Latin Name: Picea glauca
French Name: Épinette Blanche
English Name: White Spruce
Origin: Quebec, Canada
Harvest time: May to October
Distilled Part: Twigs and needles
Organoleptic Specificities: Liquid, clear light yellow to greenish, balsamic and woody
Components: β-pinene, α-pinene, camphene, limonene, bornyl acetate, Δ3-carene
White Spruce, Picea glauca (glauca: bluish or greenish grey). This tree covers almost all of Canada’s forested territory, with the exception of the Pacific Coast. It is one of the most important species for the pulp, paper and lumber industries. It is used among other things for building materials and for the manufacture of packing boxes, pallets and plywood. Its acoustical qualities in make it a good material for use in the manufacture of violins, pianos and guitars.
Its size can reach up to about 30 meters high and 5 meters wide. Its shape is usually pyramidal, with a conical crown. Its horizontal or descending branches wear greenish, very fragrant bluish needles and when crushed smell of camphor. The White Spruce’s cones are light brown and measure 4 to 6 cm long. The tree’s bark is light grey, thin and smooth, but becomes scaly and dark grey over time. White Spruce is notable for its adaptability to rocky terrain where the organic layer is very thin. It is particularly well adapted to loamy, moist or well-drained soils. The oldest specimens can live up to 200 years.
In the context of climate change, an increase in temperature and precipitation in the North would stimulate the reproduction of White Spruce.
White Spruce provides food and shelter to several wildlife species. Its abundant seeds are an important source of food for birds and small mammals. Every two years to six years, the White Spruce produces an abundant harvest of cones that generate more seeds than can be consumed by the local animals, which promotes the reproduction of this essential tree.
The White Spruce has always had a privileged place in Native American communities. All parts of this tree were used for different daily needs. This conifer has many therapeutic properties. A decoction of bark, needles or resin can help in cases of respiratory tract infections. First Nations peoples prepared a poultice with the inside of the bark cooked and crushed to heal wounds, cuts and reduce swelling. The resin was used as a laxative. As for the rotten wood, it was dried and reduced to fine powder in order to relieve skin rashes. In addition, shamans brushed people with the tops of these trees to rid them of their ills.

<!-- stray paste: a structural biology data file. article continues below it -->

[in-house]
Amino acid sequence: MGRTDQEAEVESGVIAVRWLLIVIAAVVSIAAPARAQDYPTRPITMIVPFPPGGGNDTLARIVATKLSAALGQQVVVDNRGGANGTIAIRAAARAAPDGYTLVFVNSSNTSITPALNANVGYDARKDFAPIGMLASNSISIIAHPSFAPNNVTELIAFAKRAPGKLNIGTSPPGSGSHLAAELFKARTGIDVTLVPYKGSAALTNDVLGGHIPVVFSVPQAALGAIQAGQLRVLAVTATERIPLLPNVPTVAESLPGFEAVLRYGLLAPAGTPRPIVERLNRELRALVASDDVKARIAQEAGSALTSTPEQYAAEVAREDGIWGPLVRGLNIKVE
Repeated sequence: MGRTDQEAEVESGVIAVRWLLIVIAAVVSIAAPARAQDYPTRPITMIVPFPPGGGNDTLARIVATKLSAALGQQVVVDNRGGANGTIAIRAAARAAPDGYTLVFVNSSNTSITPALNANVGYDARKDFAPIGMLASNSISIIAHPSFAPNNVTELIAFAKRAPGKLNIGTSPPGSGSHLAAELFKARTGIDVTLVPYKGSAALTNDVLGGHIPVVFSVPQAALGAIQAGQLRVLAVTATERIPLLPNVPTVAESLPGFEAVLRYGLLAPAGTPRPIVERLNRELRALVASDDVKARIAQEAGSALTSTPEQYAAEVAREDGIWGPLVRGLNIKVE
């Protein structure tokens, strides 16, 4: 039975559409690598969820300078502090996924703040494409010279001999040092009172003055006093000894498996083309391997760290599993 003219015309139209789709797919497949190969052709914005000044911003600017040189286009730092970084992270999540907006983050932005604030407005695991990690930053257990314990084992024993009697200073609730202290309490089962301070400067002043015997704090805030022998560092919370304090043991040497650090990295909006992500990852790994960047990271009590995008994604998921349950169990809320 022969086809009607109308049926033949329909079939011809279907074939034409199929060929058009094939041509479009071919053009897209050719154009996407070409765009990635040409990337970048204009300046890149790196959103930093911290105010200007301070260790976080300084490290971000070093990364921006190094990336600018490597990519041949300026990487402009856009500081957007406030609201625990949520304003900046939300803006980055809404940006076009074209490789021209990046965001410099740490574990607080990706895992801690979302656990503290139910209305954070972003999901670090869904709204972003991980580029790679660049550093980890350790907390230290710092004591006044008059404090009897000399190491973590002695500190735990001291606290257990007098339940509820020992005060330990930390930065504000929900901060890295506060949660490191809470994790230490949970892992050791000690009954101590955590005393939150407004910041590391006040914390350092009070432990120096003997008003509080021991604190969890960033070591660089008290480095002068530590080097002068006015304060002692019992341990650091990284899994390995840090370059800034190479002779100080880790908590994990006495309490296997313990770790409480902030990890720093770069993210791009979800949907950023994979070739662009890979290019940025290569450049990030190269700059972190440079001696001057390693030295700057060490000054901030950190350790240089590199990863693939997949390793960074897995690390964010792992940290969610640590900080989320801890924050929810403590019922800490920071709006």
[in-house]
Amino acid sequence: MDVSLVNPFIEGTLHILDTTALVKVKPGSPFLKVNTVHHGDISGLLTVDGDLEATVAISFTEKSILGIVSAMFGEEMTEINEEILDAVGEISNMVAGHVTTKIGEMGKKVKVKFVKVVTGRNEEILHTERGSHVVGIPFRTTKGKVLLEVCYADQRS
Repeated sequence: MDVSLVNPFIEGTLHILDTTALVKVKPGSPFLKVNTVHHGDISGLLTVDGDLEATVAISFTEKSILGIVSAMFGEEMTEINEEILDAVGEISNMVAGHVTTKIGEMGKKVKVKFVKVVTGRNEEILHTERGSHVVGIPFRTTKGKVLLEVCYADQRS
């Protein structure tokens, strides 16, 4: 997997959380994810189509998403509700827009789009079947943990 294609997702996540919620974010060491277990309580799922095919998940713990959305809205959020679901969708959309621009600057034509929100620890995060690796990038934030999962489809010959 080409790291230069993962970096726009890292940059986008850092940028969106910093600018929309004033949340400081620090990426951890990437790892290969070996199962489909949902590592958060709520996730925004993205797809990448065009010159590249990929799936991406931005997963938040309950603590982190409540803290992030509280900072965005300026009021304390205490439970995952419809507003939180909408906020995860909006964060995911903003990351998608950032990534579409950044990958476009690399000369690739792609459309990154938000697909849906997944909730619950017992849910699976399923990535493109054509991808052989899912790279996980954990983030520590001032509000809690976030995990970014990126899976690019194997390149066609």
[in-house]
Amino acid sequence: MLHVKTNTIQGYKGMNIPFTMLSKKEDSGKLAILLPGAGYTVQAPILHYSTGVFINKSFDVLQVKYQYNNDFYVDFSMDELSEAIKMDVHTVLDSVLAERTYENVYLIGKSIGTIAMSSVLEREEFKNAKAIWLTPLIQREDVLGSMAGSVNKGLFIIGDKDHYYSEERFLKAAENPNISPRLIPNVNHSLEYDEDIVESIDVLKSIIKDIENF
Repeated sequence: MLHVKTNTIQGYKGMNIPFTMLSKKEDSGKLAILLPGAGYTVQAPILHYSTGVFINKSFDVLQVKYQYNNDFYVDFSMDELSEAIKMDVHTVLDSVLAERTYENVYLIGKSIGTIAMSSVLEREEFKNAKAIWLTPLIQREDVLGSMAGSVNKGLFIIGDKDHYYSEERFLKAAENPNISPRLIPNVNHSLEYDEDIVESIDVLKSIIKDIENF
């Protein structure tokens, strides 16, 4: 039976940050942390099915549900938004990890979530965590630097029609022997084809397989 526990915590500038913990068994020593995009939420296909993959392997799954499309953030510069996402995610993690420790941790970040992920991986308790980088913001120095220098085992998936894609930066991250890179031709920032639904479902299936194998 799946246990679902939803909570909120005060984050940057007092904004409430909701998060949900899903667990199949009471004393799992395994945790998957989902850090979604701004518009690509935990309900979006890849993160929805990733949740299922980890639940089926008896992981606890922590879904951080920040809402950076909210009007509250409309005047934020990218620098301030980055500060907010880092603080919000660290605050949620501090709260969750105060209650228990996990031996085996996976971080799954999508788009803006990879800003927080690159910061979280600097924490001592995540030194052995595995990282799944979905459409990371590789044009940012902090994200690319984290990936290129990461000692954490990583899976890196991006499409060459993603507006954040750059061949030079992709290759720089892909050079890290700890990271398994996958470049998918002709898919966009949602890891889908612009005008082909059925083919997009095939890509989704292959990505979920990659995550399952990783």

Alongside its medicinal use, the White Spruce was highly appreciated for the manufacture and maintenance of utilitarian objects. Its lightness and resistance made it a preferred wood for the manufacture of tents, canoes, paddles, shovels, etc. Rootlets were used for baskets, snowshoes, fishing lines and also to sew the bark of the Birch tree onto the frame of canoes.
Facts to note: White Spruce resin is the oldest form of “chewing gum” and “spruce beer” is made with its needles and cones.
Recommendations: Essential oils are wonderful for the well-being of humans, animals, insects and plants. There are many books that discuss aromatherapy and you should refer to them for proper and safe use. We also recommend that you consult a professional in aromatherapy who will be able to target the biochemical groups and aromatic molecules of essential oils and thus increase the effectiveness of your care.
Essential oils should be stored in a cool, dry place, protected from light and air.